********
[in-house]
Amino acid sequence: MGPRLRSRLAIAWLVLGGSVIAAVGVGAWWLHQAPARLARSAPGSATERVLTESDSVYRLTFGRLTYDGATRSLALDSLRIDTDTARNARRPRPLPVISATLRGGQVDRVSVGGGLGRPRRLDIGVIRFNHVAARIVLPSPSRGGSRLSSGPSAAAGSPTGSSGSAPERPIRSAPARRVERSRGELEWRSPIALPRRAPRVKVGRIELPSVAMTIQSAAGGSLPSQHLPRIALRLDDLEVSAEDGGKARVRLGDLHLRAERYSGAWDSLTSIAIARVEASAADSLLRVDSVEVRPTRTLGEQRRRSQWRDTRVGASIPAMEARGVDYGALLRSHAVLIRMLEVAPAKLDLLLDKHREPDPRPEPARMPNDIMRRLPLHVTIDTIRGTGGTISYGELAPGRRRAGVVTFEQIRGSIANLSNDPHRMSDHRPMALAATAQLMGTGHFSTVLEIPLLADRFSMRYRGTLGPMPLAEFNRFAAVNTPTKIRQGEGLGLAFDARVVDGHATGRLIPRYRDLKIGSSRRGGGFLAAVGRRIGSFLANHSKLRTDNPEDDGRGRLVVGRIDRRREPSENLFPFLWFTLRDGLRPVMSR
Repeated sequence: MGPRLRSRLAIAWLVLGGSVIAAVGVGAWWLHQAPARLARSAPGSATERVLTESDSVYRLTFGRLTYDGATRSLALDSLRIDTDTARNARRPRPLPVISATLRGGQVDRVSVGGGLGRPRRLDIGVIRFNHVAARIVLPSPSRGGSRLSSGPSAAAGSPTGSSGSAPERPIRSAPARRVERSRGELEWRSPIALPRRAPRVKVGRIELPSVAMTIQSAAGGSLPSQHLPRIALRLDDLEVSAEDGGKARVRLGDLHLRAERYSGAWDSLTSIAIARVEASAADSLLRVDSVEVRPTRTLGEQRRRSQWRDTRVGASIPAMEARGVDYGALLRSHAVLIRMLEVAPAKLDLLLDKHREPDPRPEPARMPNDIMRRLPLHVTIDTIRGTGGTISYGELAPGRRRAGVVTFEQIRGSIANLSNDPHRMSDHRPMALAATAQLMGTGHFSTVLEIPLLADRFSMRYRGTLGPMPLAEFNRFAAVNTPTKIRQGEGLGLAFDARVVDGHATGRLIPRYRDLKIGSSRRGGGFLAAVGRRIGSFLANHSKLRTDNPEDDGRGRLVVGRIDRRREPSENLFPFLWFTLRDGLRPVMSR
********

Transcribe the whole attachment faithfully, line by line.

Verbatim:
[in-house]
Amino acid sequence: MGPRLRSRLAIAWLVLGGSVIAAVGVGAWWLHQAPARLARSAPGSATERVLTESDSVYRLTFGRLTYDGATRSLALDSLRIDTDTARNARRPRPLPVISATLRGGQVDRVSVGGGLGRPRRLDIGVIRFNHVAARIVLPSPSRGGSRLSSGPSAAAGSPTGSSGSAPERPIRSAPARRVERSRGELEWRSPIALPRRAPRVKVGRIELPSVAMTIQSAAGGSLPSQHLPRIALRLDDLEVSAEDGGKARVRLGDLHLRAERYSGAWDSLTSIAIARVEASAADSLLRVDSVEVRPTRTLGEQRRRSQWRDTRVGASIPAMEARGVDYGALLRSHAVLIRMLEVAPAKLDLLLDKHREPDPRPEPARMPNDIMRRLPLHVTIDTIRGTGGTISYGELAPGRRRAGVVTFEQIRGSIANLSNDPHRMSDHRPMALAATAQLMGTGHFSTVLEIPLLADRFSMRYRGTLGPMPLAEFNRFAAVNTPTKIRQGEGLGLAFDARVVDGHATGRLIPRYRDLKIGSSRRGGGFLAAVGRRIGSFLANHSKLRTDNPEDDGRGRLVVGRIDRRREPSENLFPFLWFTLRDGLRPVMSR
Repeated sequence: MGPRLRSRLAIAWLVLGGSVIAAVGVGAWWLHQAPARLARSAPGSATERVLTESDSVYRLTFGRLTYDGATRSLALDSLRIDTDTARNARRPRPLPVISATLRGGQVDRVSVGGGLGRPRRLDIGVIRFNHVAARIVLPSPSRGGSRLSSGPSAAAGSPTGSSGSAPERPIRSAPARRVERSRGELEWRSPIALPRRAPRVKVGRIELPSVAMTIQSAAGGSLPSQHLPRIALRLDDLEVSAEDGGKARVRLGDLHLRAERYSGAWDSLTSIAIARVEASAADSLLRVDSVEVRPTRTLGEQRRRSQWRDTRVGASIPAMEARGVDYGALLRSHAVLIRMLEVAPAKLDLLLDKHREPDPRPEPARMPNDIMRRLPLHVTIDTIRGTGGTISYGELAPGRRRAGVVTFEQIRGSIANLSNDPHRMSDHRPMALAATAQLMGTGHFSTVLEIPLLADRFSMRYRGTLGPMPLAEFNRFAAVNTPTKIRQGEGLGLAFDARVVDGHATGRLIPRYRDLKIGSSRRGGGFLAAVGRRIGSFLANHSKLRTDNPEDDGRGRLVVGRIDRRREPSENLFPFLWFTLRDGLRPVMSR